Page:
One pleasure which we did not account on was my sister Susan’s dogs. Maya and Susan became best of friends. They are both dog people. I will never understand that, but ok. Maya talked about the dogs all the way home and then some. Maya already made plans to visit the dogs in the near future, perhaps in December.
In the mean time, we had to make time. We had over 4000 KM to drive and only three days to do it. We really had to make time. Of course, making time when making time is needed is when accidents happen. Just outside Ellensburg (Washington?) we blew a tire. That was scarey! Bang! bang bang bang bang……. Initially, I had thought we hit something. Then, as the sound was related to our speed, I knew we blew a tire. Now what the hell are we going to do? We quickly pulled over and took a look. Again, there were transport trucks all over us and it seemed to me a bit of miracle to have made it to the shoulder. It wasn’t so bad. Yes we blew a tire and the blown tire chewed up the panel around the wheel. But, we were all ok and the inner tire was fine. Now, where do we go? We limped into Ellensburg and asked around. It was Monday evening around 5:30 PM when we blew the tire. It looked like we were stuck. I hoped it was an easy fix and hoped that we would be mobile if not tonight, by early morning the next day.
Luck would have it, we found a shop. Although they had already closed for the evening, they were willing to do the tire change. That was something else. I even tried to leave them a little tip and they would not have it. So, with the tire fixed, we were able to shave another 250 km from our journey. It was also difficult to pass by Yellowstone without stopping. We just didn’t have any time.
The hardest part of the trip was this: At this point, I knew something was very wrong. Although I wanted to believe that we were just dealing with a hiccup, in my heart I knew we were dealing with something serious. We were being called back. We were being called back!!! Alaska was out of the question. Haida Gwaii was but a dream now. But what could I do at this point? Indira was already back in Toronto, and while I wanted to share this with the woman who should know, and god knows it was brimming over inside of me, I could not. I didn’t have the heart to bring it up to Indira. I wanted to save her even just a few days of anguish. Taylor was riding shotgun for me, but I could not bring it up to Taylor either. So, I suffered in silence. There was simply nothing else to do but drive and brood over the possibilities that were unfolding in front of us. It seemed that each mile, I would wonder what the problem could be. What it would mean. My head was racing a thousand miles for every mile driven. Each mile seemed like an eternity. Are we dealing with leukemia? What does that mean? How will we deal with this? Is this it?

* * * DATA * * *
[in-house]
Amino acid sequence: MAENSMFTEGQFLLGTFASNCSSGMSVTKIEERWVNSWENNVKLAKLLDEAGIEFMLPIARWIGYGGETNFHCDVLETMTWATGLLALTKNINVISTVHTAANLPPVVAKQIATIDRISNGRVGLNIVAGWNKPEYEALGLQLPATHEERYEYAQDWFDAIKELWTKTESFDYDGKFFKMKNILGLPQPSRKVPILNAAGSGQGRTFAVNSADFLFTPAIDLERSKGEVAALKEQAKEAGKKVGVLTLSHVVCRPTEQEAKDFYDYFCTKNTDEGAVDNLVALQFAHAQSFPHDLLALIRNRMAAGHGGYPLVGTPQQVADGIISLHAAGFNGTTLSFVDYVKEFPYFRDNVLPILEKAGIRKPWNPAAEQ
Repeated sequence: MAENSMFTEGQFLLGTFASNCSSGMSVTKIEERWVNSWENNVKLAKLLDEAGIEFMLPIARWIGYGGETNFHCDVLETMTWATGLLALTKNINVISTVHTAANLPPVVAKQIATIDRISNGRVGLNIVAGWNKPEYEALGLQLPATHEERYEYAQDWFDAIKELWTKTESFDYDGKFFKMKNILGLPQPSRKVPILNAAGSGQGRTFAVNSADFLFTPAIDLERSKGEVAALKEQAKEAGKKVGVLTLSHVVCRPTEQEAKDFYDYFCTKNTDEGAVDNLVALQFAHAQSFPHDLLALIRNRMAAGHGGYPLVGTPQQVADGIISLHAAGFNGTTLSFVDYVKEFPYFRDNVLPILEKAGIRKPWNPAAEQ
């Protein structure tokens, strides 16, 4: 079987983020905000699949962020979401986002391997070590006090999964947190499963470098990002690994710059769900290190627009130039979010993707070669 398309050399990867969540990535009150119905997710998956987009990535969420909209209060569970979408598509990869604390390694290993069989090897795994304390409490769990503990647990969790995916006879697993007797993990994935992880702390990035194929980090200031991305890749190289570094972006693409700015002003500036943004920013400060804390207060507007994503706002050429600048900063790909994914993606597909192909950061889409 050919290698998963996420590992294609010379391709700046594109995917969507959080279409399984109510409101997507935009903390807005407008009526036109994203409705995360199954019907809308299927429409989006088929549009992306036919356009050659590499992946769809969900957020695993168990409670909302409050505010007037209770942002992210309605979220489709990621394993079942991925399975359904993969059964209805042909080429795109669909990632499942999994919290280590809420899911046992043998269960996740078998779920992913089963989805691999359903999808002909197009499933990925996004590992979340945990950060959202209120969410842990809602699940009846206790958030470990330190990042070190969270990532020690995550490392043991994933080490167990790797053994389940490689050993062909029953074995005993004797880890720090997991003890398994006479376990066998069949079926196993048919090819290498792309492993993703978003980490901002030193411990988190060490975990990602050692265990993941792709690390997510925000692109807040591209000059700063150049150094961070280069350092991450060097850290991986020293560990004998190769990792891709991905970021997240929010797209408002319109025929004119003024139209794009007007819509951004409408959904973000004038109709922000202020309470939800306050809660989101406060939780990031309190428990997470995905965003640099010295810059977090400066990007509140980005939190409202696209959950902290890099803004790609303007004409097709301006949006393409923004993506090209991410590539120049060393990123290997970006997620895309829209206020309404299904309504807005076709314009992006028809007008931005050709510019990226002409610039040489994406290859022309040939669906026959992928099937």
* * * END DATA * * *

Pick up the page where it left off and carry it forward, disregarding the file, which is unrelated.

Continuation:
I don’t really know how I did it. It’s a blur; Walmart parking lots when too tired to drive, meals on the road, and even squeezed in an oil change in Walmart parking lot to get to Grand Rapids. I recall that the appointment was on Aug 16th, 2012 at 10 AM. We arrived in Grand Rapids at 3 AM that morning. Indira drove down to meet us there at the Ronal McDonald house. I fell into a troubled sleep out of sheer exhaustion for few hours before having to face what was to come. I was hoping…
Following day, our lives once again changed. When Dr. Sholler approached us with the devastating news, both Indira and I cried and cried. Dr Sholler also cried with us…
Four weeks prior, we started our journey with renewed hope that Maya was going to beat neuroblastoma. If you will, it was a new start. With DFMO therapy, we were very hopeful that may be, just may be we’d be back to some sense of normalcy. We would get our lives back, and chalk up the past three years as an ordeal of a pediatric cancer family. Just a bad nightmare. With one blood test, our hopes were crushed. What I recall then is that MDS/AML is very “difficult”. That is one way to put it. The only question at that point was whether MDS/AML was painful. Even in the midst of our anguish, the gravity of the situation was not lost. I did not want to lose Maya to neuroblastoma, which is … painful to say the least. Perhaps, losing her through MDS/AML is a blessing in disguise. A in AML stands for Acute. It can’t be more succint. The thought at that time was that we had few months.